The Deficit

It has been interesting to watch the budget debate unfold. I was raised to be fiscally conservative in my personal finances, so it should not come as a surprise that I think our government should be run in a fiscally-conservative manner. Clearly, the present budgetary situation is disturbing to me.

It is disturbing on so many levels. First, the budgetary haggling that almost shut the government down wasn’t over the real budgetary problems. About two-thirds of the Federal budget goes toward Medicare, Medicaid, Social Security and the military budget. That wasn’t the issue for the Republicans, of course. The haggling was over funding for NPR and Planned Parenthood. It is demagoguery to their base at at time when we need a serious discussion about a serious issue.

The Democrats, including President Obama seemed to be missing in action once again.

There is someone serious about deficit reduction, though. Paul Ryan is serious in his intent. He shows the only admirable characteristic remaining in the GOP – the courage of his convictions – and I have respect for that. At least he has to courage to declare where he stands and let the electorate decide whether that is the America they want. The problem is that his assertions aren’t based on serious analysis. They are based on Ayn Rand-inspired ideology.

Once again, Ryan and the GOP advocates tax cuts that will “pay for themselves” based on pretend math from The Heritage Foundation. When George W. Bush took office, he inherited a budget surplus from Bill Clinton. Eight years later, Barack Obama inherited a deficit of $641 billion dollars[1] from the Bush Administration. Those tax cuts sure as hell did not pay for themselves. A study of Ryan’s proposal by the nonpartisan Congressional Budget Office finds that a large part of the savings from Ryan’s spending cuts would pay for tax cuts, not reduce the deficit[2], and that the deficit would actually increase. I guess Paul Ryan is just serious-sounding.

But again, where are the Democrats?

I have had a few exchanges with a conservative friend of mine, usually in short Facebook posts. It’s always a good exchange of ideas and we typically don’t find much common ground. There is one thing we agree on, though. There is no serious discussion of deficit reduction without including defense spending as part of the discussion.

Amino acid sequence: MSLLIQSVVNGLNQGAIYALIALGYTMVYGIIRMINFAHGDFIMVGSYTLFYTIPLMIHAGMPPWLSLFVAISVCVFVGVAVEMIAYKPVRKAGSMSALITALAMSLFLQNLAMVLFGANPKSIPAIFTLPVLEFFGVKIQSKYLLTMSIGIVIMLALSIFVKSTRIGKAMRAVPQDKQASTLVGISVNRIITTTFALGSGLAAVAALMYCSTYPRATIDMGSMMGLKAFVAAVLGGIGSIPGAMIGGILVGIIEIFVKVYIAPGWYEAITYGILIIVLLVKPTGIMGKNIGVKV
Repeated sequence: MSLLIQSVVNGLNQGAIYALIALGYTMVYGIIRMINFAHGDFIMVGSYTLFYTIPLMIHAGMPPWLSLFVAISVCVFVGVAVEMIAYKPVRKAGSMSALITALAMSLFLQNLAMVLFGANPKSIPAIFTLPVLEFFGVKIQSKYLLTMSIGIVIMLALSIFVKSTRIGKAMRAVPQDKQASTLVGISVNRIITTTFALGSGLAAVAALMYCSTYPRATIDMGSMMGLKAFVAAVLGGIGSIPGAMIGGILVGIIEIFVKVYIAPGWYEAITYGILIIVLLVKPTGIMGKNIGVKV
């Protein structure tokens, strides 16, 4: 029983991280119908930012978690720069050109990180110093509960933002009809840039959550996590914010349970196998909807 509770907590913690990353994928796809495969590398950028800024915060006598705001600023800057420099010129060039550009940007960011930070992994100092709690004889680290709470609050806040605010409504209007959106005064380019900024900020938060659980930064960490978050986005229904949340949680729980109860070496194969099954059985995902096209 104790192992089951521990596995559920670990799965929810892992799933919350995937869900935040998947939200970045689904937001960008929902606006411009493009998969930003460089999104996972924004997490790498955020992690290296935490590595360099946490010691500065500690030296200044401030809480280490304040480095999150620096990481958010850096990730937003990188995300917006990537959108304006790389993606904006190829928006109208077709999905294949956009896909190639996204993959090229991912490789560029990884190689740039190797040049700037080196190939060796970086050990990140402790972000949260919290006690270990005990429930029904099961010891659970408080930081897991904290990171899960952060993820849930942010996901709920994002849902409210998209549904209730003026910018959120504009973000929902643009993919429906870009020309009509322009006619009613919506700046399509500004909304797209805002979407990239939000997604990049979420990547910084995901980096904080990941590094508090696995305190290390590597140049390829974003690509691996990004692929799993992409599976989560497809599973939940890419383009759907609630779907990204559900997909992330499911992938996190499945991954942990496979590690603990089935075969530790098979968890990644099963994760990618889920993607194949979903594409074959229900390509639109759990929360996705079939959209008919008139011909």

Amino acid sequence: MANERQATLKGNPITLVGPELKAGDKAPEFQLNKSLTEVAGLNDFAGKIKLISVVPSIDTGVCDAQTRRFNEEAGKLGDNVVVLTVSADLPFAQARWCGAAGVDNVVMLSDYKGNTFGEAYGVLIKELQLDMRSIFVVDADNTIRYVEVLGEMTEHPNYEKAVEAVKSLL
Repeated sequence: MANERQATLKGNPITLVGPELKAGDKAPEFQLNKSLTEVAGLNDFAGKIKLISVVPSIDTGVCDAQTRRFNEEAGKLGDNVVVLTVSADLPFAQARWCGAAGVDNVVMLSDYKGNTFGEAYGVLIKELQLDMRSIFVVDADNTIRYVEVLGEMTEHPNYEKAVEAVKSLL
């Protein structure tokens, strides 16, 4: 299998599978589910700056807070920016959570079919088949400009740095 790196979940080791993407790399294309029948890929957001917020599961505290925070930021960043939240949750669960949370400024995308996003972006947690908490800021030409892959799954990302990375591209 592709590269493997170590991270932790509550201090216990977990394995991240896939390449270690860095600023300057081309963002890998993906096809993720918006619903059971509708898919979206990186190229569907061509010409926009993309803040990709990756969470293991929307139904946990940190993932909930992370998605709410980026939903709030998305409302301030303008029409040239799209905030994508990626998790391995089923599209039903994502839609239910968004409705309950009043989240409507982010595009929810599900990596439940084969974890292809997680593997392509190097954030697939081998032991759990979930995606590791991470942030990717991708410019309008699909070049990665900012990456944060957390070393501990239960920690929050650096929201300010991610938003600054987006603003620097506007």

Half of the military spending from all countries in the world is spent by the United States. That is unsustainable. I did contract work for the Department of Defense and it was common knowledge that there was still a plethora of cold war projects still being funded. A true political leader would have the courage to admit that and start a serious discussion of where we can reduce military spending in a way that doesn’t hurt national security.

It was late in coming, but President Obama finally said the words that I have been waiting to hear. There are no sacred cows in the budget discussion. He specifically mentioned cutting defense spending – something I never thought I would hear a modern President say. He also said that some programs near and dear to his heart are going to be reduced. I was also glad to hear him say that the Bush tax cuts would be allowed to expire. I found his excuse for not letting them to expire at the end of 2010 to be weak, but he gets a chance to redeem himself this time around.

Take the time to listen to the speech with an open mind. I am not exactly sure of all of his math, and I suspect I would dispute some of it, but certainly the approach is right on target. He framed the discussion as an adult discussion. The commentary was frank and exceptionally close to my thinking on the topic. Let’s just hope there are enough adults in Congress to try and solve what is a serious problem.

It can work if there is a general consensus that we all have to share in the burden.

[1] http://www.cbo.gov/budget/budget.cfm
[2] http://tiny.cc/j2c02

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One Response to “The Deficit”

  1. libtalker Says:

    Sadly, CBS Nightly News gave Ryan’s response about as much airtime as Obama’s speech. In it he is clearly offended that Obama was partisan–or that he made it clear he was ready for fight for the issues he believes in and isn’t willing to do whatever it takes to make nice with the Republicans. I think that by inviting Ryan and others to attend the speech (second row, I heard) Ryan was embarrassed.

    About the speech and the proposals–I agree with what I know. Like you, hearing Obama back in stride and setting some parameters was exactly what I wanted to hear.

    Some people are making a big deal that Ryan started the conversation. So what? It gave Obama something specific to attack and got him fired up, as did the events of last week, I suspect.

    Thanks for the great column. I look forward to many more as things heat up.

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